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Ships collide off Japan coast; 5 dead,1 missing

17 Comments

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17 Comments
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Hope they are found safe and well.

But did the Sierra Leone-registered vessel not try and do anything after the collision? From the article, it sounds like the ship just sailed off into the sunset.

-4 ( +1 / -5 )

Good pic here

http://www.utsandiego.com/news/2013/sep/26/cargo-ships-crash-off-japan-coast-6-crew-missing/

Looks like the Japanese ship went right over.

2 ( +3 / -1 )

But did the Sierra Leone-registered vessel not try and do anything after the collision? From the article, it sounds like the ship just sailed off into the sunset.

Search and rescue is not they're job. That's what the coast guard is there for.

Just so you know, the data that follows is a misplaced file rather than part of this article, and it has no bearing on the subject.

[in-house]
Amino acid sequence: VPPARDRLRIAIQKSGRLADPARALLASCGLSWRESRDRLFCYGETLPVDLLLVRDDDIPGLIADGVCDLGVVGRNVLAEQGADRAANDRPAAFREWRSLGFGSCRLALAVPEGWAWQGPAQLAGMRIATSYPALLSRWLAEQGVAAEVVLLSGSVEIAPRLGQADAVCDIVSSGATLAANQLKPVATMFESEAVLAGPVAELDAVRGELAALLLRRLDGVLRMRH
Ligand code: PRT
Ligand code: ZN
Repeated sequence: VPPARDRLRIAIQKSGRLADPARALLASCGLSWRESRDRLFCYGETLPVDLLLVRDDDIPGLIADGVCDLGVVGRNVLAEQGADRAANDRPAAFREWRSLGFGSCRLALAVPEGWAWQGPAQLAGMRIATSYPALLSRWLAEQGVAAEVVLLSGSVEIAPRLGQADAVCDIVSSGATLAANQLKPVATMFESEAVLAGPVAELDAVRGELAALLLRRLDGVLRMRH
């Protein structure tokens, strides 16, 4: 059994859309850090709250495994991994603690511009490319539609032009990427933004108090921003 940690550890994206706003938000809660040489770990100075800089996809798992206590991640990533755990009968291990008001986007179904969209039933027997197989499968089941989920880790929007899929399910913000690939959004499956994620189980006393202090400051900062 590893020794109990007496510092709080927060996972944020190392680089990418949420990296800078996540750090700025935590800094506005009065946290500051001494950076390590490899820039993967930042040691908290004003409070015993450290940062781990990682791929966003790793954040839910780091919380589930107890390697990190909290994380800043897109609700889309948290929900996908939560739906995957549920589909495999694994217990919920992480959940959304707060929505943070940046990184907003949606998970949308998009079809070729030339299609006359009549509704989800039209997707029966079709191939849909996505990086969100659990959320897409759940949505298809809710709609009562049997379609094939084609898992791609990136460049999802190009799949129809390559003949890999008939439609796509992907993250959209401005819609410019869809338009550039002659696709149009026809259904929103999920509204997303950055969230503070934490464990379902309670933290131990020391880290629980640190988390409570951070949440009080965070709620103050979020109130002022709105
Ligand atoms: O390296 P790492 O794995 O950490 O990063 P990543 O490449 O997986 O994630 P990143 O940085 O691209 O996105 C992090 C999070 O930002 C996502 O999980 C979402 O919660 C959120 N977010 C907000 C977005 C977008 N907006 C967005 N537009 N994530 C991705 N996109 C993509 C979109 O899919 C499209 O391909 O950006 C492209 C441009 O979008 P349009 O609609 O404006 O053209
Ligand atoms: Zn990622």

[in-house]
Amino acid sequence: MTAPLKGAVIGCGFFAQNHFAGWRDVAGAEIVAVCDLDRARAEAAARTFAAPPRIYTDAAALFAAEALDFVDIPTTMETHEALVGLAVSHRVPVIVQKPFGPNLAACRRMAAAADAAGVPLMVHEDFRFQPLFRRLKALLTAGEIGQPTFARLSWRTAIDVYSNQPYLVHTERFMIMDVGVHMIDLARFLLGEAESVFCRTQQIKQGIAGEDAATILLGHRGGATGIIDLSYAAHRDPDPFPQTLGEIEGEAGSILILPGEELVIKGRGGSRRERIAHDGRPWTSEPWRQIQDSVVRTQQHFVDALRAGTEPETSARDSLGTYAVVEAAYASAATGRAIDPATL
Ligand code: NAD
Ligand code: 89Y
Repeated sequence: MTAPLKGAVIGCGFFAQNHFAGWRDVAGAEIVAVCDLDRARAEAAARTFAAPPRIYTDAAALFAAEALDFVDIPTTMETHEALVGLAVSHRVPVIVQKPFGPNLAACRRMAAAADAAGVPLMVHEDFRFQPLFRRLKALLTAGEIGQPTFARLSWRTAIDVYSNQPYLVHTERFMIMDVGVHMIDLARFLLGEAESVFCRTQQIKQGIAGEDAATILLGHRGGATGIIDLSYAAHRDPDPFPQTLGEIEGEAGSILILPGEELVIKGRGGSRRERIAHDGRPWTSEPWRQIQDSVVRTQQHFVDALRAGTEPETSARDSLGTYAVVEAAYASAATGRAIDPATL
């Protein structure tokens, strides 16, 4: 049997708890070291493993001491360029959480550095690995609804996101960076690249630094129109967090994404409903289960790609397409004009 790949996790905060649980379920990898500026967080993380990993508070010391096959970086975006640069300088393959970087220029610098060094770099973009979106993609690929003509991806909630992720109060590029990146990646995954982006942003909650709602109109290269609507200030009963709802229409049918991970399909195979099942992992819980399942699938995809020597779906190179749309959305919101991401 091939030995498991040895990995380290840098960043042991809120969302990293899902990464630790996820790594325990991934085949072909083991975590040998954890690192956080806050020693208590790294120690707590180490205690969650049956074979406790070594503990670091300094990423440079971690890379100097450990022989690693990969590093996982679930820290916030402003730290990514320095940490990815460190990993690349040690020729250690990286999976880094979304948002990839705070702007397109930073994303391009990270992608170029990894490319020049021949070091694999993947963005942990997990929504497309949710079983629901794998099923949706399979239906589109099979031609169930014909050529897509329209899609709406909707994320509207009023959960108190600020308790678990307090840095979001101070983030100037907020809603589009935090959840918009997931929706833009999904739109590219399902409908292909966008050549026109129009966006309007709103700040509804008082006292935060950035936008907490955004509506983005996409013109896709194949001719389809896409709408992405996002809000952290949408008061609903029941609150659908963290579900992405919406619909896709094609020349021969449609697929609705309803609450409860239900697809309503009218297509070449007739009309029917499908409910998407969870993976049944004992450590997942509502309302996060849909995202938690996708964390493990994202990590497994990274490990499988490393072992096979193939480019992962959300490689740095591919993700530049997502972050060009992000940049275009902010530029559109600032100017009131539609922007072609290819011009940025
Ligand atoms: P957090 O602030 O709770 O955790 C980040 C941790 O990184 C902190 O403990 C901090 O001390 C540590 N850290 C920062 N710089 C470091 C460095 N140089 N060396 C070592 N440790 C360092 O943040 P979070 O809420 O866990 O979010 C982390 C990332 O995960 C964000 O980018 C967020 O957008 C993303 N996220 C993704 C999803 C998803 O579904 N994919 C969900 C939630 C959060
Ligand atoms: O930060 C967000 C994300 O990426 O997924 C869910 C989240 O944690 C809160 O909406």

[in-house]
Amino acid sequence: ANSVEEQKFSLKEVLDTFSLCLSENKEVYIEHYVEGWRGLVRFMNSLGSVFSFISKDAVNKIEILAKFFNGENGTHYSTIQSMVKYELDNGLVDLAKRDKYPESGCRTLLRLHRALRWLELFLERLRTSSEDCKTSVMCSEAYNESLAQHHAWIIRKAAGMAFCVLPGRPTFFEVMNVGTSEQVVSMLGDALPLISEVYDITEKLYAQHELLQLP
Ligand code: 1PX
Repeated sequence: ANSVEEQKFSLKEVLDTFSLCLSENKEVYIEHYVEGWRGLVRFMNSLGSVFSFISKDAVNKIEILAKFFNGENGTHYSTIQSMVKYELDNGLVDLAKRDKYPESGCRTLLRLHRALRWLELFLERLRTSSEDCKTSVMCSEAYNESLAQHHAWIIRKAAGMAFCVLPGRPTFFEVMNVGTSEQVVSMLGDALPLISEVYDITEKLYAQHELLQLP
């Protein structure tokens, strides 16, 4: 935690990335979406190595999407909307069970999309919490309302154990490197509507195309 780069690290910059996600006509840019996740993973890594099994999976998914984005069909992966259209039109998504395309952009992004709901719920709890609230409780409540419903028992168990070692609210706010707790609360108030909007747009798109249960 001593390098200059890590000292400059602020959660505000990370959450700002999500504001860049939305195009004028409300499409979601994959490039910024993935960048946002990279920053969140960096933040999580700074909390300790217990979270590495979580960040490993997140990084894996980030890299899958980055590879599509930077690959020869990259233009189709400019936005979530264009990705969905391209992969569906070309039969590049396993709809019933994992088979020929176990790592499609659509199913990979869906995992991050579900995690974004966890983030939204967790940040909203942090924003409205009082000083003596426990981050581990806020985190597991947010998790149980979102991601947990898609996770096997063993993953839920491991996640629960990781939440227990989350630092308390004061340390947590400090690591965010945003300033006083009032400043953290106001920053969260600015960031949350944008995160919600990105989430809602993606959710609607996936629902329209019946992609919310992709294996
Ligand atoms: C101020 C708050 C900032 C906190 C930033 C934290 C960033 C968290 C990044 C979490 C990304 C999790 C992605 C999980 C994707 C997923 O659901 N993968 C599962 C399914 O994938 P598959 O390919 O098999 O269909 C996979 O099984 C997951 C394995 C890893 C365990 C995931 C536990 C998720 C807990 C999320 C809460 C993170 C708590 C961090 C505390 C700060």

-5 ( +2 / -7 )

You wouldn't help, huh? darknuts. You're nuts. And dark.

-1 ( +3 / -4 )

not exactly collided, more like Japanese vessel fault smaller vessel...as in 5th smaller (500ton) should have moved from (3000ton) vessels way... all fault s with the JP boat captain

-4 ( +3 / -7 )

Hope they find the missing person.

3 ( +4 / -1 )

Sad situation. It's a heavily trafficked area. Hope they find the person missing, and hope the five in 'cardiac arrest' end up okay.

0 ( +1 / -1 )

darknutsSep. 27, 2013 - 06:40PM JST "But did the Sierra Leone-registered vessel not try and do anything after the collision? From the article, it sounds like the ship just sailed off into the sunset."

Search and rescue is not they're job. That's what the coast guard is there for.

You re wrong. Yes it is their job. All ships are required under international maritime rules to provide assistance.